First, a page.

Much rumbling came from the crowd, as Contador was not popular with the French, due to his doping allegations – yet to be decided one way or another. Alberto continued with a truly heroic effort, slogging it out on his own, desperately trying to hold off the other breakaways which included Andy Schleck and Cadel Evans. But, as can be the way with cycle road racing, as the peleton wears away the breakaway groups, so do the breakaway groups wear away the sole rider – and to a great roar of approval, Contador is caught, then overtaken by a young French rider – Pierre Rolland – who digs deep and scorches across the line to win not only the stage, but the white jersey for best young rider. In recognition of his achievement, the crowd goes berserk – Pierre being a Frenchman feeding the flames even higher. But the race is not over yet – here comes the Andy Schleck breakaway, and he crosses the line with enough time made up to take the maillot jaune – to chants of “Andy, Andy, Andy” as a most popular winner of the yellow jersey today. Cadel crosses the line in the midst of this madness, and it is up to the Aussies and other Cadel fans to quietly nod and smile that Cadel is only 57s behind Andy Schleck, and Condator is almost 3 mins away despite his efforts – Cadel, the time trialler specialist, is within striking distance of winning the Tour de France – tomorrow !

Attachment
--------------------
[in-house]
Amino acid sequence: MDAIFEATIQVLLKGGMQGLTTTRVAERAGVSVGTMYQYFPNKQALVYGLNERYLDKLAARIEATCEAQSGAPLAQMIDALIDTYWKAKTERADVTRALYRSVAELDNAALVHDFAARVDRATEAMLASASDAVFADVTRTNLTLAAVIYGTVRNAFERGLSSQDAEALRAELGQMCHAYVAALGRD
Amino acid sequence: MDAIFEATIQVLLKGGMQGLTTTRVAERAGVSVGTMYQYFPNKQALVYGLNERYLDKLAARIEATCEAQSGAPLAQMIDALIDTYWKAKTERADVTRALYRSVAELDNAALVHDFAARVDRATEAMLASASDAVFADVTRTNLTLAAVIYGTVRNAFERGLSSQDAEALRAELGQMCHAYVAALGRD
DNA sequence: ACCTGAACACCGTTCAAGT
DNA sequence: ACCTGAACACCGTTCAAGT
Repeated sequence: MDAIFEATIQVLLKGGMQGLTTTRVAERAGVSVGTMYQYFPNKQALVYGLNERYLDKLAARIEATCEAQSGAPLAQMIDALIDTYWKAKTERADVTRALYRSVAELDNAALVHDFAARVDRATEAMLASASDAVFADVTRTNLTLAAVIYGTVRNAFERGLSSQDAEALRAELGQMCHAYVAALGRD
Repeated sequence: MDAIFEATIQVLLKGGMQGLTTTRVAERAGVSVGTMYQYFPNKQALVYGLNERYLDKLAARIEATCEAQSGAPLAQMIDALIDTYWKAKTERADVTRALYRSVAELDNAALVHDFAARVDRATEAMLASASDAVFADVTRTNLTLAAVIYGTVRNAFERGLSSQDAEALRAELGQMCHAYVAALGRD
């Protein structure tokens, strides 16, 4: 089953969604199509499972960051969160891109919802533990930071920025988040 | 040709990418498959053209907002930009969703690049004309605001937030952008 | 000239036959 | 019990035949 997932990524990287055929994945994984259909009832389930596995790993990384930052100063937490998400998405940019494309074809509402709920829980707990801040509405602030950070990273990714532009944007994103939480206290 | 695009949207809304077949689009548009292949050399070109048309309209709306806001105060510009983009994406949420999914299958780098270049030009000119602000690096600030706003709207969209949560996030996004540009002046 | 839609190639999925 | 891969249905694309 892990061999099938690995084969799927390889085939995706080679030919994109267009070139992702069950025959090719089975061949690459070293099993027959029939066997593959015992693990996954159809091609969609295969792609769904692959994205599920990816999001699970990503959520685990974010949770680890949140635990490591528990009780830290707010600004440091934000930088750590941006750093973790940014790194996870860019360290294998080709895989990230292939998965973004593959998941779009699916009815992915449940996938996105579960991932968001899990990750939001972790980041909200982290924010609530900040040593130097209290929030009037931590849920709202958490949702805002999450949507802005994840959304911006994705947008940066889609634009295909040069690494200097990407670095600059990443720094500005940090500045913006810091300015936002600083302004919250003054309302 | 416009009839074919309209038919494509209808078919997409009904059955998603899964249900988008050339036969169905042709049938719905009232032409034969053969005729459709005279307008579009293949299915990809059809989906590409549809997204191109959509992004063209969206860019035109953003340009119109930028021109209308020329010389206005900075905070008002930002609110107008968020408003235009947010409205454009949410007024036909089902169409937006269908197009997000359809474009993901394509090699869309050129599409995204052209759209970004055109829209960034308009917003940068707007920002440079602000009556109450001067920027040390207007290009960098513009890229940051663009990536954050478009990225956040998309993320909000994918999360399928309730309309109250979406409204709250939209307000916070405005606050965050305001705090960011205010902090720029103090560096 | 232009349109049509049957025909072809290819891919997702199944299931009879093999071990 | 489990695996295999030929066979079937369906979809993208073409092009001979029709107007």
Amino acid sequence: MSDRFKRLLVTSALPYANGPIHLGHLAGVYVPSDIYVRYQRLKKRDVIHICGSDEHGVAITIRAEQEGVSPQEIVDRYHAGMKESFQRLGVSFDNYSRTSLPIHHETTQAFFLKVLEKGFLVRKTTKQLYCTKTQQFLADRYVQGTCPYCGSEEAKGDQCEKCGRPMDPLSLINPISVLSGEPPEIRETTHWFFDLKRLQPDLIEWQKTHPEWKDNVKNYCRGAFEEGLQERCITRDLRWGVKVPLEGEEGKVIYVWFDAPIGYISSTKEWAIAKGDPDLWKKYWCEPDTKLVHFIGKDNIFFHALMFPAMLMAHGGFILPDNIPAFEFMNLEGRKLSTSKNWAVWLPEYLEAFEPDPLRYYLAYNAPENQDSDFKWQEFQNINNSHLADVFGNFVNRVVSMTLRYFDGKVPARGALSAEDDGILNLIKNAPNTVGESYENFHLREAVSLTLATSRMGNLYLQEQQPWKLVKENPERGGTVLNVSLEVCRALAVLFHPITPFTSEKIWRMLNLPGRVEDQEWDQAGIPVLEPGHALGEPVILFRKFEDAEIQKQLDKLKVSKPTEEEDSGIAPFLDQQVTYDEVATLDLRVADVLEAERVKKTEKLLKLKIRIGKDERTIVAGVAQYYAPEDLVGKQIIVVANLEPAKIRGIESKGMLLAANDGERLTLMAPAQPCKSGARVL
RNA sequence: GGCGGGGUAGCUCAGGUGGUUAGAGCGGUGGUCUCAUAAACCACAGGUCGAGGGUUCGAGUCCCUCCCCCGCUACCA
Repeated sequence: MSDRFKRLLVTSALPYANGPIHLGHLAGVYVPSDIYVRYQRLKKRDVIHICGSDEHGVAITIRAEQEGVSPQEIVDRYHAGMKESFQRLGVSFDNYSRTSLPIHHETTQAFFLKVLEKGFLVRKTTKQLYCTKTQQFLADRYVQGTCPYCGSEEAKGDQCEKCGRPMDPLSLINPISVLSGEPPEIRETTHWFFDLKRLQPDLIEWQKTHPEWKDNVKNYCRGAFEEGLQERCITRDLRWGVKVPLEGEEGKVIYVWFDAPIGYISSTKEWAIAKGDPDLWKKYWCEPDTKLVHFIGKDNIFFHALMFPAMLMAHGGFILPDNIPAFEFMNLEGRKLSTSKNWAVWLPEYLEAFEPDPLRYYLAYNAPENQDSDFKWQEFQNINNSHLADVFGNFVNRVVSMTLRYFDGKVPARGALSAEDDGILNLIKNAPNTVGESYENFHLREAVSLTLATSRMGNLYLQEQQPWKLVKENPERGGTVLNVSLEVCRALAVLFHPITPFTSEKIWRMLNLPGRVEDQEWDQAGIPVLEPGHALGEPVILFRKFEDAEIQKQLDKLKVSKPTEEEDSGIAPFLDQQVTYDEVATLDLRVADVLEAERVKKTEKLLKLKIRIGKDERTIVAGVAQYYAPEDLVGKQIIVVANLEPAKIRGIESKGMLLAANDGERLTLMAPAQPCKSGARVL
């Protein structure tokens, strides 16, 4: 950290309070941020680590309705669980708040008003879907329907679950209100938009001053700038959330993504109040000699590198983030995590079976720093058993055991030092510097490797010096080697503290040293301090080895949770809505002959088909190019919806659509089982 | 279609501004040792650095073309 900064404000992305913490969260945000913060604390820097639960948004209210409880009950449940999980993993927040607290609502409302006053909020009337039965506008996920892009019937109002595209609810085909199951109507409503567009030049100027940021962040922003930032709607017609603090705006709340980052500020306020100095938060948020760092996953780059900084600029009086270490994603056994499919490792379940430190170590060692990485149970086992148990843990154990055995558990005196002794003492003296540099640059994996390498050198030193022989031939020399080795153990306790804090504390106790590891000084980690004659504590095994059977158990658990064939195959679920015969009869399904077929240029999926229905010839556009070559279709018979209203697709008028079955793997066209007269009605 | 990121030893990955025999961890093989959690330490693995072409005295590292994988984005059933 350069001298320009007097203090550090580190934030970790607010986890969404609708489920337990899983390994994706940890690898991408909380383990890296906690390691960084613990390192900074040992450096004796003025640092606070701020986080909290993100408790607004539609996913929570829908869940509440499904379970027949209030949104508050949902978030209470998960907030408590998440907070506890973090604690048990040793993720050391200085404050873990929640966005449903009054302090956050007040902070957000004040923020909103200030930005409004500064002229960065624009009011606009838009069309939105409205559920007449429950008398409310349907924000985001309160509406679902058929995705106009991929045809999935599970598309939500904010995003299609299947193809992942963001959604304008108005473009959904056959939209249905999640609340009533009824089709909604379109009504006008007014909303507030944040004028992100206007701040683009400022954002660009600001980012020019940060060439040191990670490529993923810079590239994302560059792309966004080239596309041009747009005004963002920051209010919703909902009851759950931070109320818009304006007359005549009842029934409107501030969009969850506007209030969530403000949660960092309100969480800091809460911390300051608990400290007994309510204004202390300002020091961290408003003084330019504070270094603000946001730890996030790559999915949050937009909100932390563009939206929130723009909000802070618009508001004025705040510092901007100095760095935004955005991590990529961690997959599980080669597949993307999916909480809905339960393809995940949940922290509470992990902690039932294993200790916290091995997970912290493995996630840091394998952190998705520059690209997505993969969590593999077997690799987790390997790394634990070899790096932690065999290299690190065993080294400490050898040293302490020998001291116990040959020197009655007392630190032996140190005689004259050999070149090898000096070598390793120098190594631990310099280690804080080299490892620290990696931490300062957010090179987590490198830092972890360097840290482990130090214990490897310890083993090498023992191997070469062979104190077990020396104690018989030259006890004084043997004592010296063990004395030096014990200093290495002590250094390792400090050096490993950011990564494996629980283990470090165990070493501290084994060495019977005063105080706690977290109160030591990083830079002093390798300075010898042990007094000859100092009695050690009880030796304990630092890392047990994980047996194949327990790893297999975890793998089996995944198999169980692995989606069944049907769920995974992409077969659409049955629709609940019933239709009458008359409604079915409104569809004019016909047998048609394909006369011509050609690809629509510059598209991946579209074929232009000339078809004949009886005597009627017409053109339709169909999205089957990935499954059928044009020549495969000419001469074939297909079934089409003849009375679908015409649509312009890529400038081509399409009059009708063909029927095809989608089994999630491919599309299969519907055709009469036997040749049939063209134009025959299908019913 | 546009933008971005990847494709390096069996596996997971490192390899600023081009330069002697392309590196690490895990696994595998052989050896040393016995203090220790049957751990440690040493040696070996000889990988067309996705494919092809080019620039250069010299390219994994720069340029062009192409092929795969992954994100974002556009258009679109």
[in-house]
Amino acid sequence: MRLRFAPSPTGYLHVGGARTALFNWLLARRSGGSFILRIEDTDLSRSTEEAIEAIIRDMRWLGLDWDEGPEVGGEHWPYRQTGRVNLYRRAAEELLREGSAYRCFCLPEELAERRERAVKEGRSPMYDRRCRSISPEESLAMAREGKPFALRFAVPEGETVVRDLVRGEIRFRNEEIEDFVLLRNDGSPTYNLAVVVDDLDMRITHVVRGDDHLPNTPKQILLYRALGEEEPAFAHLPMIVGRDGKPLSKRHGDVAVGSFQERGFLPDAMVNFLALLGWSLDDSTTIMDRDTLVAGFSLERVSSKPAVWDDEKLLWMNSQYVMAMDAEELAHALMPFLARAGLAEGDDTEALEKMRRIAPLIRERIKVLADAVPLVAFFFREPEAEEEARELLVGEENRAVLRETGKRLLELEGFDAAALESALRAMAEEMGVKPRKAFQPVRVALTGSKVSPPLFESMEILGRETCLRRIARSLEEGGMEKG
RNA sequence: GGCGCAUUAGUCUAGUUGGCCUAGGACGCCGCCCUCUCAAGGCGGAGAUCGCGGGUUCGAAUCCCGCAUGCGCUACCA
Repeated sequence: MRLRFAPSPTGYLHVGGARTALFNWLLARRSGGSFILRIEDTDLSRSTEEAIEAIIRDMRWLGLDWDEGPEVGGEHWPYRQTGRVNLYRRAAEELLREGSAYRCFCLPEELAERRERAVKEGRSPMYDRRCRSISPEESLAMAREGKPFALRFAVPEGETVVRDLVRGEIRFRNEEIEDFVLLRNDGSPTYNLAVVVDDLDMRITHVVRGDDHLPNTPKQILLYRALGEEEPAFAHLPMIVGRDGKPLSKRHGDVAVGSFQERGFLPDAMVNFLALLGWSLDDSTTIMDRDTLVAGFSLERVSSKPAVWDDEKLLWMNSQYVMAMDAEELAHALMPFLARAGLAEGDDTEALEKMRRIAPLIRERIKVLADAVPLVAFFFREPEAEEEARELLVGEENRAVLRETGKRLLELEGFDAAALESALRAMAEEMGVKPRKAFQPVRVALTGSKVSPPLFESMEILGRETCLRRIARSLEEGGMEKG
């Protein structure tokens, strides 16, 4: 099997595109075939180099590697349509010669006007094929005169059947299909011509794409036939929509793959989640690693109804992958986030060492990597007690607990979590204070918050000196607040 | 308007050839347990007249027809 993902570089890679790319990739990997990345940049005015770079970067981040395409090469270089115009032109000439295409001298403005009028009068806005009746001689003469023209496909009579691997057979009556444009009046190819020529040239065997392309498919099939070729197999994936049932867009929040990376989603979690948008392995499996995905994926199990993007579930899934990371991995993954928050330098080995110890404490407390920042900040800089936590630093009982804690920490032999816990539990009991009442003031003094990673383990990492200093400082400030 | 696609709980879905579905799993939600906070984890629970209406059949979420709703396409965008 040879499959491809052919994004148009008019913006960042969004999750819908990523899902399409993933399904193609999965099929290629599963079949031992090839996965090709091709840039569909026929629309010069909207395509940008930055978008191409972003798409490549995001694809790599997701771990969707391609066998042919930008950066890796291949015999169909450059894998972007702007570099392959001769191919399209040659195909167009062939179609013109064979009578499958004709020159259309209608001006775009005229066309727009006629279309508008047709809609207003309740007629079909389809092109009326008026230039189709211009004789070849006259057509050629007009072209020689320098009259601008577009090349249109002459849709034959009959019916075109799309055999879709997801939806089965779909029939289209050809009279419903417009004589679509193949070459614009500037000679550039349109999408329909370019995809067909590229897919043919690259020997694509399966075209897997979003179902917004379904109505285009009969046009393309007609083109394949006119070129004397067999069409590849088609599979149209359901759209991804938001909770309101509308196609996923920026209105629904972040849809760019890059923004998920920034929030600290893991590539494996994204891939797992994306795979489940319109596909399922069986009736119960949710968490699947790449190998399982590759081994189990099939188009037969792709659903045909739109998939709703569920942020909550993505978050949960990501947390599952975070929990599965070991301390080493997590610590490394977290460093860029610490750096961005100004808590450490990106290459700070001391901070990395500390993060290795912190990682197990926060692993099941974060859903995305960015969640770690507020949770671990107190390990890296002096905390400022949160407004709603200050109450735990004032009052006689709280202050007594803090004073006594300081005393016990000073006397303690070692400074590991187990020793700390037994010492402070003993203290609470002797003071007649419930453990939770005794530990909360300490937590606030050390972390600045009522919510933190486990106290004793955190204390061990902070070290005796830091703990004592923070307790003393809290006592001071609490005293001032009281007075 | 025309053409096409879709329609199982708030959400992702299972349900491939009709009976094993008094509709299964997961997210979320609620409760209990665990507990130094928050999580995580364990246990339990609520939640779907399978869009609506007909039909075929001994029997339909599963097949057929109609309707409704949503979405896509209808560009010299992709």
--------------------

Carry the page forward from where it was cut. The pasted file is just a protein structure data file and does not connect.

It took a long time to get back to the Hotel de la Poste that day. The queues for the gondolas back down were expected. Not expected was the gridlock that brought traffic to a stand-still, just 700m from our turn-off. The grid-lock was so bad that people started getting picnics out by the side of the road; leaving their cars and going for a walk; or just covering their heads with a newspaper and going to sleep. We rang our hotel to say we would not be back until late – can you leave a plate out. Then – the traffic moves a few cars, and we sneak around a laneway onto our road home ! Some racing tactics from Michael sees us in just after 10pm, and we find what “leaving a plate out” means in France.

A selection of terrines, pates, cold meats, pickles, salad and bread. Beer and wine is available. The chef comes around with a small pasta dish; and for dessert sir ? Marinated sliced pineapple with strawberries, and an apple tart. Coffee to finish. Just a little plate for you…poor things for coming in so late…